With student-centered approaches, learners’ progress is based primarily on mastery of a skill or body of knowledge, rather than age, hours on task or credits earned. While teachers facilitate learning, this approach transfers the responsibility for learning to students, who often track their own progress.

Examples of progression based on mastery include:


Gray-New Gloucester

At Gray-New Gloucester in Maine, students move ahead when they've demonstrated mastery of a subject or skillnot time spent in the classroom.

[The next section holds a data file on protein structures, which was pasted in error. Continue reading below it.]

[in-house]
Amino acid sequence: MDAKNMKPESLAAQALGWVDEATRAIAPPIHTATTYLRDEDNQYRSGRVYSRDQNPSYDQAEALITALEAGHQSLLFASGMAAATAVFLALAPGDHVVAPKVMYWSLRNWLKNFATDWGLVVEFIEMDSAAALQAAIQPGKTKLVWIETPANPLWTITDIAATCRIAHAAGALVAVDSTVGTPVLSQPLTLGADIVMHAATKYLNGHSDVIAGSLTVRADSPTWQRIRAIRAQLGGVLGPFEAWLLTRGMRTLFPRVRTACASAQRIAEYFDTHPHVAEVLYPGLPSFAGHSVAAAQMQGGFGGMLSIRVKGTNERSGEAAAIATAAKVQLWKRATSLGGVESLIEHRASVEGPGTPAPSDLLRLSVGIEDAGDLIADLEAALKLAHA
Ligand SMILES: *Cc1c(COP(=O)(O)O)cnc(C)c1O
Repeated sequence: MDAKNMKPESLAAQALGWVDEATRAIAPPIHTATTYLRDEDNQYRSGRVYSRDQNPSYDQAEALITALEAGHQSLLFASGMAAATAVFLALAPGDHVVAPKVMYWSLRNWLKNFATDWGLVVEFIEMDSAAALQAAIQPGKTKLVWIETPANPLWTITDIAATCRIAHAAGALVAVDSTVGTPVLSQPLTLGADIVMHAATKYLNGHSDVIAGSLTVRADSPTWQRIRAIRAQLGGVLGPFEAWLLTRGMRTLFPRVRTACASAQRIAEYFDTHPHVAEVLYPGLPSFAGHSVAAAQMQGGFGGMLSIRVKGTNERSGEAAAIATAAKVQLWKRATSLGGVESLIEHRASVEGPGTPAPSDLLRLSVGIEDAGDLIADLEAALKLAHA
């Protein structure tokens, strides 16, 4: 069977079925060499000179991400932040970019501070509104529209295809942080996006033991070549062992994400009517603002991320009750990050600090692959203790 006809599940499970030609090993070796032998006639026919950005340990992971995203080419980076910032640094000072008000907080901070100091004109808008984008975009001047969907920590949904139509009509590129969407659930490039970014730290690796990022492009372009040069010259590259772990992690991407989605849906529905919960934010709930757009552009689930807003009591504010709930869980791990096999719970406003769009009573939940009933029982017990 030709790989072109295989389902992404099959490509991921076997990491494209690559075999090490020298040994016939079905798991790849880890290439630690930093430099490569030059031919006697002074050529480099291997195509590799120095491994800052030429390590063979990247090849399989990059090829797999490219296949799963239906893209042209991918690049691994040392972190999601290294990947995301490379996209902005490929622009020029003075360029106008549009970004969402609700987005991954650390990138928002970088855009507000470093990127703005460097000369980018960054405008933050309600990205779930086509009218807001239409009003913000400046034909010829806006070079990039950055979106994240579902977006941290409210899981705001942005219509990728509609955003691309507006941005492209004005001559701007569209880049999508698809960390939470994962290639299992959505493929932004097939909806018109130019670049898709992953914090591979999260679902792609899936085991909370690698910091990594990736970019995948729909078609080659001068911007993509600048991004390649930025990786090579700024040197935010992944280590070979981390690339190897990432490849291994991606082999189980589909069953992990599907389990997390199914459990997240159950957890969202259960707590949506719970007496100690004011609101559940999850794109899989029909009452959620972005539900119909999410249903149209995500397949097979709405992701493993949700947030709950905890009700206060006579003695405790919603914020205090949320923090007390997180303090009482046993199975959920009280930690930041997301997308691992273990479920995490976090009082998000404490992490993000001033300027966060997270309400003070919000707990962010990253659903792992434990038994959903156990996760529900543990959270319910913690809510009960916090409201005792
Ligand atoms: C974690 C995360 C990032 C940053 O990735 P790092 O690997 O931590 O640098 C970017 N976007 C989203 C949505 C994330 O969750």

Boston Day and Evening Academy

Boston Day and Evening Academy (BDEA) has fully abandoned the traditional year-long high school calendar and replaced it with a modular trimester of courses aligned to a system of standards-based competencies (learning targets) and benchmarks (skills needed to achieve a learning target) that all students need to master.

Vergennes Union High School

Vergennes Union High School in Vermont is changing the way students earn a diploma. Beginning with the graduating class of 2016, students will demonstrate that they have mastered skills required for graduation through a capstone project, and completing a number of performance based requirements and expeditions.